The Untold Story of the First Black Police Officer
The New York Police Department’s First Black Police Officer
When we think of notable historical figures who were a part of the Civil Rights Movement, many of us think of people from the 1950's like Martin Luther King Jr., Rosa Parks, or the Little Rock Nine. While their efforts were notable and they made a significant impact, they were not the first to break racial barriers and promote racial equality, nor will they be the last.
Who Was Samuel Jesse Battle?
One Black man who is not as well known for his work in promoting racial equality is Samuel Jesse Battle, the first African American cop in the New York City Police Departments’ integrated forces. In the second decade of the twentieth century, he chose to pursue a career in law enforcement, and on March 6th, 1911, became the first sworn Black officer in the NYPD. His journey included suffering a great deal of racism (from even his colleagues), but through continued perseverance and a commitment to both his duty and racial progress, he ultimately gained the respect of the community and the rank of Lieutenant.
Journey to Being Sworn In
Born to former slaves Thomas and Annie Battle on January 18, 1883, Samuel started breaking records the day he was born, being the largest baby born in North Carolina at 16 pounds. (He was later nicknamed “Big Sam” for his six-foot three height and weight at some 280 pounds) His interest in law enforcement began when he was a teenager, after he was reprimanded severely when he was caught stealing cash from his supervisor’s safe. His supervisor told him that he would end up in prison within a year’s time, but Battle took this moment to heart, his defiance changing his trajectory, and ultimately pushing him to work towards success.
After graduating from high school, Battle moved north to New York City where he took a job as a train porter and started studying for the NYPD civil service exam. He was initially rejected because of his race, (despite the force being technically ‘integrated’) and he quietly fought back. He was ultimately admitted to the training school, and after taking the exam, of 638 applicants, Battle ranked 119th, which qualified him to become a police officer – the first Black man to ever be in the NYPD’s integrated ranks.
First Days on the Job
After being sworn in, he describes the following scene:
“I went by the Grand Central Terminal, where I had worked as a [porter]… and I went in to see the stationmaster, and all the boys stopped carrying the bags. Things were all tied up for a while to see this first black policeman in Greater New York.”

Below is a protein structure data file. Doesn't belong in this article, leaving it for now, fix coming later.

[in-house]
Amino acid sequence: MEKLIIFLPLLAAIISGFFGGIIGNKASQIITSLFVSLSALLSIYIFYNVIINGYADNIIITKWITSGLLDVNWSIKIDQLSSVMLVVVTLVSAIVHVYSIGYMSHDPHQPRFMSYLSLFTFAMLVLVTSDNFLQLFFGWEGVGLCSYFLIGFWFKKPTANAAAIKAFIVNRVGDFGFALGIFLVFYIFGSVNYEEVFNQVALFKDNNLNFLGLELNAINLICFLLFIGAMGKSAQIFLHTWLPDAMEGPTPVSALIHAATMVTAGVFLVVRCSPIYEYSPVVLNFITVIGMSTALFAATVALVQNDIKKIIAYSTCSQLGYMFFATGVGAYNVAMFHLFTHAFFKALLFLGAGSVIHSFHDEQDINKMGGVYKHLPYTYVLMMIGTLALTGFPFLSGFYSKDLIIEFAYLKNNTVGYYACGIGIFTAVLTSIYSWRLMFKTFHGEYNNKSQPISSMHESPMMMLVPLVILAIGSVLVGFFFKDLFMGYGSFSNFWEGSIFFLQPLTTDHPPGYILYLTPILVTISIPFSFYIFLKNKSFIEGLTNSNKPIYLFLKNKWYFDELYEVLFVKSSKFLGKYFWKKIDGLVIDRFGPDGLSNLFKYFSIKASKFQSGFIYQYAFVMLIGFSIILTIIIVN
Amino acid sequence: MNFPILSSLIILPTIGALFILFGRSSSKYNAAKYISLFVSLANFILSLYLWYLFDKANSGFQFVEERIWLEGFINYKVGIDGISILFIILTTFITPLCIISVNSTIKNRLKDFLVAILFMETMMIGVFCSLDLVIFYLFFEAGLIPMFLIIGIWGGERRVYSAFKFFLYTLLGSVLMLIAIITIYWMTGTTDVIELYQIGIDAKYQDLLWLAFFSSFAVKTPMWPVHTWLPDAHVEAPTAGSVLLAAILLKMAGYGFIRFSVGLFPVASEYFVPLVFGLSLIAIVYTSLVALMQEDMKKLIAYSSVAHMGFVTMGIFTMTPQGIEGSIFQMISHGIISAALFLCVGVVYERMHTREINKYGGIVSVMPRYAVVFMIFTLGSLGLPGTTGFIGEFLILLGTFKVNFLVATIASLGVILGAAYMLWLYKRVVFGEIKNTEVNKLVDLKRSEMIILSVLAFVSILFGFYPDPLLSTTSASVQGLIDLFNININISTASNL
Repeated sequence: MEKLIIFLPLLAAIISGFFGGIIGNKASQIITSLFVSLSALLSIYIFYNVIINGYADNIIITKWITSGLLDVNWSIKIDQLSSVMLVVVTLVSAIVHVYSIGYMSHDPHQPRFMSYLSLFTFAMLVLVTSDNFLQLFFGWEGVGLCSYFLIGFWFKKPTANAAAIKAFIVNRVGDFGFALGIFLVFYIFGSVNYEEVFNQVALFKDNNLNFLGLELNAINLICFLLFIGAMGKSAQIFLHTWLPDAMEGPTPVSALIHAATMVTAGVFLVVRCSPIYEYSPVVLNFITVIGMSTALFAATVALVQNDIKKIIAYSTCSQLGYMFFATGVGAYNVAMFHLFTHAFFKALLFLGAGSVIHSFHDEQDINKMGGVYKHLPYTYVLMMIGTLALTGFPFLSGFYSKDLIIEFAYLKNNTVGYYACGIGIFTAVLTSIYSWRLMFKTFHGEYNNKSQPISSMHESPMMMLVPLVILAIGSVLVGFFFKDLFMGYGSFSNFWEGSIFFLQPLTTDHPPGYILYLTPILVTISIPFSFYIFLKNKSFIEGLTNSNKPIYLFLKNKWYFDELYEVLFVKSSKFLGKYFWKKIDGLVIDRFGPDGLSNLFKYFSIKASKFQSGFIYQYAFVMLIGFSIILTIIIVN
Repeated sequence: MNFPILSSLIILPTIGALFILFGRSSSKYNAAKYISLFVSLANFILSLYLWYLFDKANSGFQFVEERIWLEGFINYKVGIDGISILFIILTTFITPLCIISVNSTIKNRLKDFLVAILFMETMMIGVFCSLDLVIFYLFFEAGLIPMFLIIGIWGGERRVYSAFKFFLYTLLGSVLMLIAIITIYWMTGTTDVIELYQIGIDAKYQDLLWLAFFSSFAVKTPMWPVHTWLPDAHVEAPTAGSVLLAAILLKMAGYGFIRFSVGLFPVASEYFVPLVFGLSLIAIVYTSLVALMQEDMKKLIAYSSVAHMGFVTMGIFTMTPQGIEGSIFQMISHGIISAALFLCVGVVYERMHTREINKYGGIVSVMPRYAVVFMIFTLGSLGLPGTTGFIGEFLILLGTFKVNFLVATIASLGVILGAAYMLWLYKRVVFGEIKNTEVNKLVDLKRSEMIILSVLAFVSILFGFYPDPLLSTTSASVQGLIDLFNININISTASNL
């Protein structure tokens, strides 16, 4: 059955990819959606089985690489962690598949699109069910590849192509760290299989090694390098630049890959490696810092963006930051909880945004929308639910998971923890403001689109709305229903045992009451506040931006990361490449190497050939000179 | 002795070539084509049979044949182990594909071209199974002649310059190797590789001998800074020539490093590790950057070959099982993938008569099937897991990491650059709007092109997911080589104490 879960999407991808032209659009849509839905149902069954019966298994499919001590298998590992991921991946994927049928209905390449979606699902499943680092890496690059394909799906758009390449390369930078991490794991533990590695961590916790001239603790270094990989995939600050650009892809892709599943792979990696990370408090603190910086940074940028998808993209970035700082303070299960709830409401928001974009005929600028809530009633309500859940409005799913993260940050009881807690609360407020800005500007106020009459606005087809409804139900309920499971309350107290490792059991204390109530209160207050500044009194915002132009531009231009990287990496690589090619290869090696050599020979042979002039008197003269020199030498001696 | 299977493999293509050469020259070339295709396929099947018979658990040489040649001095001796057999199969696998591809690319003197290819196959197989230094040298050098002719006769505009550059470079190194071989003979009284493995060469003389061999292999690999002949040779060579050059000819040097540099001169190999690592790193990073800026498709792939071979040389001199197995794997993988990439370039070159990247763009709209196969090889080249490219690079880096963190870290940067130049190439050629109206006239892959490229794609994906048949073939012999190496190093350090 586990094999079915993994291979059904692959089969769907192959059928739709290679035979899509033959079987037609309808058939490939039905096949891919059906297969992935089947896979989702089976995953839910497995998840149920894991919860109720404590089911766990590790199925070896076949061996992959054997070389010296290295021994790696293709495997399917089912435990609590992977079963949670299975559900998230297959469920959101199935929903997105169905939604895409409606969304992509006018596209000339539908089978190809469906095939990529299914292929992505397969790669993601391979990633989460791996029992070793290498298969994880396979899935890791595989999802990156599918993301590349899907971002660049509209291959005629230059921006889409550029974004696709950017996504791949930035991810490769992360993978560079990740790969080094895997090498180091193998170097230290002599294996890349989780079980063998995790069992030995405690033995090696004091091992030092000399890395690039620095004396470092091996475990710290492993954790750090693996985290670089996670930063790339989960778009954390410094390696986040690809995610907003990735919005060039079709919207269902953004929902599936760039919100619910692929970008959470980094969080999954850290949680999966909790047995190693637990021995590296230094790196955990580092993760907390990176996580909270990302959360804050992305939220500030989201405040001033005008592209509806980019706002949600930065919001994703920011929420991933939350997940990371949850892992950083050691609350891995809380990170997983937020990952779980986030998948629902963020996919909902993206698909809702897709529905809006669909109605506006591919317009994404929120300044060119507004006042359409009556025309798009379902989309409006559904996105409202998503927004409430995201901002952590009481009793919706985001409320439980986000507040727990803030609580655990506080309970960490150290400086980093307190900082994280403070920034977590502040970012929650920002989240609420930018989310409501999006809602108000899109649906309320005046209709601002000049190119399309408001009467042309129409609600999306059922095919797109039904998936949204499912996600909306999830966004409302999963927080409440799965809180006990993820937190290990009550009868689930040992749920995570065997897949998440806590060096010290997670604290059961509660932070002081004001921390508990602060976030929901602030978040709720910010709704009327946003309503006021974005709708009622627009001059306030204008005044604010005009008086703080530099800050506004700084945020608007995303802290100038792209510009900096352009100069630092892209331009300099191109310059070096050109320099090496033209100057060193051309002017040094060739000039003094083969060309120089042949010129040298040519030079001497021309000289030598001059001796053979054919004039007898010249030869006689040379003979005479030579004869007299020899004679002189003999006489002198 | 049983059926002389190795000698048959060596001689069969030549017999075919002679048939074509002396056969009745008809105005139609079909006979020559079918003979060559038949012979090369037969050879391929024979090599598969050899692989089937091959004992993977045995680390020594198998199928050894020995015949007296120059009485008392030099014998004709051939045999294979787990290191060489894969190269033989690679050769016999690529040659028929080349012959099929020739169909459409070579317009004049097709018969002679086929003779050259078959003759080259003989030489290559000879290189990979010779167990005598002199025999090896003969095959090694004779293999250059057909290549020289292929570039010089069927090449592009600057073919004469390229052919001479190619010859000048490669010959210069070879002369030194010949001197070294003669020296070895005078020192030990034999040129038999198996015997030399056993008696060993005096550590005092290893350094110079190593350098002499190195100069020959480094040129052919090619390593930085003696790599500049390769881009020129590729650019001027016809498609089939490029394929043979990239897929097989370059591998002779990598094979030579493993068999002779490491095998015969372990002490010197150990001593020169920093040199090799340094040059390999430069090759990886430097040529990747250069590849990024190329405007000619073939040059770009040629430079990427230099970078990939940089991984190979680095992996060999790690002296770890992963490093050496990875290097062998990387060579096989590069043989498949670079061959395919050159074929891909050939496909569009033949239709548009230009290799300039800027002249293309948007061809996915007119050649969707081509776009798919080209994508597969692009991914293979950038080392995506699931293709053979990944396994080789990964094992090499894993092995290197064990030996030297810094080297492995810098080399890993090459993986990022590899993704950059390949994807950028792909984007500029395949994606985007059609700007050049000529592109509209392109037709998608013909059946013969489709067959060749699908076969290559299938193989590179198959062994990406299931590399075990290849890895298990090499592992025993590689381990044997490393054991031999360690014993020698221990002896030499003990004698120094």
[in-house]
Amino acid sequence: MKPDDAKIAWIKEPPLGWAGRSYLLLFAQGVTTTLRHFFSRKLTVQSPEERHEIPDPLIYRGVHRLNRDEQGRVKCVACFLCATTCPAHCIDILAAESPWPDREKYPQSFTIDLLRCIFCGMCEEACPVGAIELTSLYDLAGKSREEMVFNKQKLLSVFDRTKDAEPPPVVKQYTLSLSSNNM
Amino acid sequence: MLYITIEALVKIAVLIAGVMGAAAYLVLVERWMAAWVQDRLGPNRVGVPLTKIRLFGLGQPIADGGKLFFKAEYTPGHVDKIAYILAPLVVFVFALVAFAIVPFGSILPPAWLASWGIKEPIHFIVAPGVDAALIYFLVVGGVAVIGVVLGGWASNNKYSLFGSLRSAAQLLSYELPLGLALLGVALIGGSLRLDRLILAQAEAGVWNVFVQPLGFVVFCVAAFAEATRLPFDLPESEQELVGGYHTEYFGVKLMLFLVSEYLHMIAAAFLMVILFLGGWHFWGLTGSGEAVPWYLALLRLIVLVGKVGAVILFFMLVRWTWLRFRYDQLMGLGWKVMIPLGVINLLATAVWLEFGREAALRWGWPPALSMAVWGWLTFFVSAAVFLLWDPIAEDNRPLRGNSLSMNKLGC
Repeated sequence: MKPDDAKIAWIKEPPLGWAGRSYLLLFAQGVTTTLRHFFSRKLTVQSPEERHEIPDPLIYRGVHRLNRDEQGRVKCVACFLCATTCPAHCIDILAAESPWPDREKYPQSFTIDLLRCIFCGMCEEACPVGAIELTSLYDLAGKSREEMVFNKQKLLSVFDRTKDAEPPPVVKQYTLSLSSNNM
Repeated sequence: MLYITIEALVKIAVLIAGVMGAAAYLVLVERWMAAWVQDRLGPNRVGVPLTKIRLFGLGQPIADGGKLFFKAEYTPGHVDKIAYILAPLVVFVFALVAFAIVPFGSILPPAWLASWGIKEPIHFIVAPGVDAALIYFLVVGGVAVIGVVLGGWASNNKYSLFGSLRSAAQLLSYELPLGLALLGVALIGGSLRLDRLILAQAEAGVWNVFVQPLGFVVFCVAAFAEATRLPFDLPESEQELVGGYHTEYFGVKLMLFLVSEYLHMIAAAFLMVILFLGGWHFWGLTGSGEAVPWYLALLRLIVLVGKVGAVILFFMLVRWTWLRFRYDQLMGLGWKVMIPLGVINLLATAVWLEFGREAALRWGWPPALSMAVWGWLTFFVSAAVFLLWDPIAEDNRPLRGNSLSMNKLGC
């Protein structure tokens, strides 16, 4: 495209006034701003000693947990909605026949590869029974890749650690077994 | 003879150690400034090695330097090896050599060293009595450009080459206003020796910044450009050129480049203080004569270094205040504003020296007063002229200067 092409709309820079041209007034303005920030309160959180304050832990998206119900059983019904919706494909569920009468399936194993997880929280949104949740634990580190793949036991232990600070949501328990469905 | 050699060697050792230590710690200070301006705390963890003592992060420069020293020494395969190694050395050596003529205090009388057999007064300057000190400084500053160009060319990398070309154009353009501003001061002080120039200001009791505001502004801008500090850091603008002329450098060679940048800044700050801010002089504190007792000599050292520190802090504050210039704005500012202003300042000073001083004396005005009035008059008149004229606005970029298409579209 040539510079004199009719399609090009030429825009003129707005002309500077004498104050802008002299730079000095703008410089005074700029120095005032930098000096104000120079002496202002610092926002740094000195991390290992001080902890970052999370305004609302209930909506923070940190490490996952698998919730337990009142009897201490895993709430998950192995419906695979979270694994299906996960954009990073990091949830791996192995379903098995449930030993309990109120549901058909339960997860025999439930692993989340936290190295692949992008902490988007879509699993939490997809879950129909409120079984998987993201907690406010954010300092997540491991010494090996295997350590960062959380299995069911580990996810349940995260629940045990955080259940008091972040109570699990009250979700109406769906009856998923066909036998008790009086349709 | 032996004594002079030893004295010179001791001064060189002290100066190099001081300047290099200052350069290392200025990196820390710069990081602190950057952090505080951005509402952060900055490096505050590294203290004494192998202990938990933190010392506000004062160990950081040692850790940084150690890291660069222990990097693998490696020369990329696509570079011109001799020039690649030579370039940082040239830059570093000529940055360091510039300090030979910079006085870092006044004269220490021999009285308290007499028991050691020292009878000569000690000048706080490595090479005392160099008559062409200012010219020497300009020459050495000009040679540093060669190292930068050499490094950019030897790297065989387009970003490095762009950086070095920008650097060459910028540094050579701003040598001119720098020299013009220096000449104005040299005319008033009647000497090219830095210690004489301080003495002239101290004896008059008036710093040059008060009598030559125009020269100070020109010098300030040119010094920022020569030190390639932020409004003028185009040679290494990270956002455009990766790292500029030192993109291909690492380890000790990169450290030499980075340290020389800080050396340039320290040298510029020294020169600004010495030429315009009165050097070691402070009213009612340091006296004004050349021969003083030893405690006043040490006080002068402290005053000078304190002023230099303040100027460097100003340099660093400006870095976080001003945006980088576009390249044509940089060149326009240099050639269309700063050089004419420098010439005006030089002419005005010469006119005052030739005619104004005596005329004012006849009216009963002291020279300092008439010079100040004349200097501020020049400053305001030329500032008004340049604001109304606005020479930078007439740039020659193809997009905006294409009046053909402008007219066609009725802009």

He also saw a large crowd of white spectators outside his stationhouse, the 28th Precinct, who seemed to find it hard to believe that a Black man was actually wearing a police uniform. Unfortunately, their disbelief was only the beginning of the racism and discrimination that he would ultimately face.
On his first day on the job, Battle was surprised to find that he received the silent treatment from his white fellow police officers. In training school, the other applicants had been kind to him, but now that he was officially sworn in, he was largely ignored and forced to patrol on his own despite being a rookie. He was told to sleep in what was essentially the attic of the police precinct because no one wanted to sleep near him.
“Sometimes, lying on my cot on the top floor in the silence, I would wonder how it was that many of the patrolmen in my precinct who did not yet speak English well, had no such difficulties in getting on the police force as I, a Negro American, had experienced… All sorts of discouragements had been placed in my path. And now, after a long wait and a lot of stalling, I had finally been given a trial appointment to their ranks and these men would not speak to me.” – Samuel Battle
The racism he faced continued for several years, acts ranging from general slights to notes full of racially charged and threatening language (one with a hole in it the size of a bullet). He continued to be kind to the other officers and avoided making trouble because he knew that the double standard he faced meant he had to be twice as good as his white peers if he was going to stay an officer.
A Change for the Better
Things changed for Battle in 1919 when he saved a white officer’s life during a racial skirmish. His heroic actions earned him the respect of his fellow officers and carried him through several promotions in the years that followed. He became the first Black Sergeant in 1926, the first Black Lieutenant in 1935, and ultimately left the force in 1941 when Mayor Fiorello La Guardia named him the first Black member of the New York City Parole Commission. Samuel ultimately retired in 1951 but remained active in community activities in the Harlem area until his death in 1966.
Though Samuel Battle is not a household name, his actions left a lasting impact on the law enforcement community in New York City and the United States as a whole. The son of former slaves in the South, Battle broke racial barriers for the Black community against all odds, and ultimately paved the way for many others to follow in his footsteps.